Monday, May 28, 2012

Book Review: A Shot of Faith {to the head}

a shot of faith to the head

There is a plethora of books available that argue the case for theism. Most of these are quite repetitive offering pretty much the same arguments. But Mitch Stokes’s book A Shot of Faith {to the head} takes a fresh approach drawing together three lines of argument in support of his contention that ‘atheism is undone’.

In three sections, Stokes explores rationality, design and absolute standards suggesting that atheism has no explanation for these without allowing for the supernatural. These three lines of argument are not new, in themselves. What I found striking was the way he connects all of these by the concept of right function.

His argument goes like this (as far as I understand it):

  1. A rational belief is one which is formed by a brain that is functioning properly within an appropriate context.
  2. It makes no sense to talk about something functioning properly if there is no standard of right functioning.
  3. To have a standard of right functioning implies that something is designed for a particular function. Without design there would be no sense of right function – in this case, of the brain’s cognitive ability.
  4. Currently, there is no natural explanation for the concept of right function. If something can be judged to be incorrectly functioning apart from our personal opinion, there must be some objective standard which supplies the definition of proper function independent of human thinking.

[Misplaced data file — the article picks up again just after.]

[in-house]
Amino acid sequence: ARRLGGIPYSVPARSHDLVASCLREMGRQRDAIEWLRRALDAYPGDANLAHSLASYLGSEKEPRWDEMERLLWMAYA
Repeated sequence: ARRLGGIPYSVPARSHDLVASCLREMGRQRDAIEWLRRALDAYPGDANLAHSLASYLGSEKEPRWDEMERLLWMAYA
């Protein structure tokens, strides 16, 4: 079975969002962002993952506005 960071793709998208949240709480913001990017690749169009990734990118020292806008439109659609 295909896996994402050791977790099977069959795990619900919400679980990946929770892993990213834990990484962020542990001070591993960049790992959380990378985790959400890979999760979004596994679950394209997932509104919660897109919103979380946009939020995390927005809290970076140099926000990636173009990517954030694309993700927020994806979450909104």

5. If that independent standard of proper functioning exists independently of human thinking then that standard must be external to the natural world.
  6. The idea of a standard external to the natural world that provides this concept of right function, which in turn implies design, requires a designer external to the natural world. The name for this designer is God.

Given this argument (which is fleshed out in the book) the atheist is caught on the horns of a dilemma. As Stokes summarises it:

… if the atheist is right, and there is no divine designer, then there’s no such thing as rationality (or irrationality, and so belief in God isn’t irrational). If the atheist is wrong, on the other hand, and there is a divine designer, then the atheist is irrational… (p. 222)

Alvin Plantinga, one of the most well-known philosophers today, describes the book as ‘[a] fine book: lively, clear, accessible, but also deep, and deeply competent.’

I would concur with that judgment – but there are some problematic aspects of the book. Firstly, the book has an unfortunate subtitle: Be a Confident Believer in an Age of Cranky Atheists. While there are a number of well-known atheists who give atheism a bad name, many atheists are genuine about their non-belief in theism and engage in deep thinking about the various arguments for and against the existence of God. Labelling atheists as cranky in this generalised way won’t attract atheists to read the book (I wouldn’t have thought). I hope they can see past this unnecessary name calling.

Secondly, I don’t think the argument offered in this book deals with the possibility that rationality may be something inherently and eternally present in the universe itself. If Christians can assert that God just existed eternally, then why can’t matter and the laws of physics just exist eternally? I would have liked to have seen how Stokes might deal with this question.

In my opinion, this book is not likely to change anyone’s mind. Stokes does make the point that the book is primarily aimed at believers who may wish to strengthen their belief with a coherent argument. And the atheist reader will likely raise many objections to the arguments offered. At its heart, the book is a retelling of the intelligent design argument.

A Shot of Faith {to the head} is definitely worth reading. I thoroughly enjoyed it and anyone who understands basic philosophy will find it an easy read. It will be especially helpful to Christians who need a shot of faith to the head – faith doesn’t have to be irrational and this book provides one example of how faith can be rational.

Book details: Mitch Stokes, A Shot of Faith {to the head}, Thomas Nelson, 2012.